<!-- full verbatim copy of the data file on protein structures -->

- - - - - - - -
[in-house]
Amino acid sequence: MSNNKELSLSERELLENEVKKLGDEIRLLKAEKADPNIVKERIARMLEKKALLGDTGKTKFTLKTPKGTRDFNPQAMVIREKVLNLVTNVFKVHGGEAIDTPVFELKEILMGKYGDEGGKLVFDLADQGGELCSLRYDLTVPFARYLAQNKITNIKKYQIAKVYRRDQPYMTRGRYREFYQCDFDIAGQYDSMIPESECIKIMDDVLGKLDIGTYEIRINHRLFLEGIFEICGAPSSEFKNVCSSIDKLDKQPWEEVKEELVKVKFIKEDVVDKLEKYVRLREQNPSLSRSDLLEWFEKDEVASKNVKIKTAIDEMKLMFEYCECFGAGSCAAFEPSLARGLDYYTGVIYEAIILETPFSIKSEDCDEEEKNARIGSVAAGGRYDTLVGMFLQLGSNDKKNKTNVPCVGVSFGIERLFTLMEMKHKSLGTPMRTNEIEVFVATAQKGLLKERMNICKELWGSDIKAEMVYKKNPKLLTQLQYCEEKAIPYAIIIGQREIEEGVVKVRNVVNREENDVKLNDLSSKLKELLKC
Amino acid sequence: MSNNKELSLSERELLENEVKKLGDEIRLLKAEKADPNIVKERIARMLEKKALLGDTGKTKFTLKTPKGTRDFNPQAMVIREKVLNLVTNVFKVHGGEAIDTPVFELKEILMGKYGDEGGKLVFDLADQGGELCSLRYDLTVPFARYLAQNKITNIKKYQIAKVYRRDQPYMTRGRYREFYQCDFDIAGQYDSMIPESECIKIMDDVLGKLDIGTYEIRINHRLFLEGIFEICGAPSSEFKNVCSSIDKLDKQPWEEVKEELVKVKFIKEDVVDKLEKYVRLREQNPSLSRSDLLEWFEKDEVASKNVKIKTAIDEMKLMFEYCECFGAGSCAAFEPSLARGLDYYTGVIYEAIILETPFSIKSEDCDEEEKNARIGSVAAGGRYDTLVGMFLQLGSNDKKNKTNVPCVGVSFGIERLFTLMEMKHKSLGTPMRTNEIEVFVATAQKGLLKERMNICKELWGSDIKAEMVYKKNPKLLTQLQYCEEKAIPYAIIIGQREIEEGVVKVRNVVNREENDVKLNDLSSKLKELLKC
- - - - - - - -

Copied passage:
[in-house]
Amino acid sequence: MSNNKELSLSERELLENEVKKLGDEIRLLKAEKADPNIVKERIARMLEKKALLGDTGKTKFTLKTPKGTRDFNPQAMVIREKVLNLVTNVFKVHGGEAIDTPVFELKEILMGKYGDEGGKLVFDLADQGGELCSLRYDLTVPFARYLAQNKITNIKKYQIAKVYRRDQPYMTRGRYREFYQCDFDIAGQYDSMIPESECIKIMDDVLGKLDIGTYEIRINHRLFLEGIFEICGAPSSEFKNVCSSIDKLDKQPWEEVKEELVKVKFIKEDVVDKLEKYVRLREQNPSLSRSDLLEWFEKDEVASKNVKIKTAIDEMKLMFEYCECFGAGSCAAFEPSLARGLDYYTGVIYEAIILETPFSIKSEDCDEEEKNARIGSVAAGGRYDTLVGMFLQLGSNDKKNKTNVPCVGVSFGIERLFTLMEMKHKSLGTPMRTNEIEVFVATAQKGLLKERMNICKELWGSDIKAEMVYKKNPKLLTQLQYCEEKAIPYAIIIGQREIEEGVVKVRNVVNREENDVKLNDLSSKLKELLKC
Amino acid sequence: MSNNKELSLSERELLENEVKKLGDEIRLLKAEKADPNIVKERIARMLEKKALLGDTGKTKFTLKTPKGTRDFNPQAMVIREKVLNLVTNVFKVHGGEAIDTPVFELKEILMGKYGDEGGKLVFDLADQGGELCSLRYDLTVPFARYLAQNKITNIKKYQIAKVYRRDQPYMTRGRYREFYQCDFDIAGQYDSMIPESECIKIMDDVLGKLDIGTYEIRINHRLFLEGIFEICGAPSSEFKNVCSSIDKLDKQPWEEVKEELVKVKFIKEDVVDKLEKYVRLREQNPSLSRSDLLEWFEKDEVASKNVKIKTAIDEMKLMFEYCECFGAGSCAAFEPSLARGLDYYTGVIYEAIILETPFSIKSEDCDEEEKNARIGSVAAGGRYDTLVGMFLQLGSNDKKNKTNVPCVGVSFGIERLFTLMEMKHKSLGTPMRTNEIEVFVATAQKGLLKERMNICKELWGSDIKAEMVYKKNPKLLTQLQYCEEKAIPYAIIIGQREIEEGVVKVRNVVNREENDVKLNDLSSKLKELLKC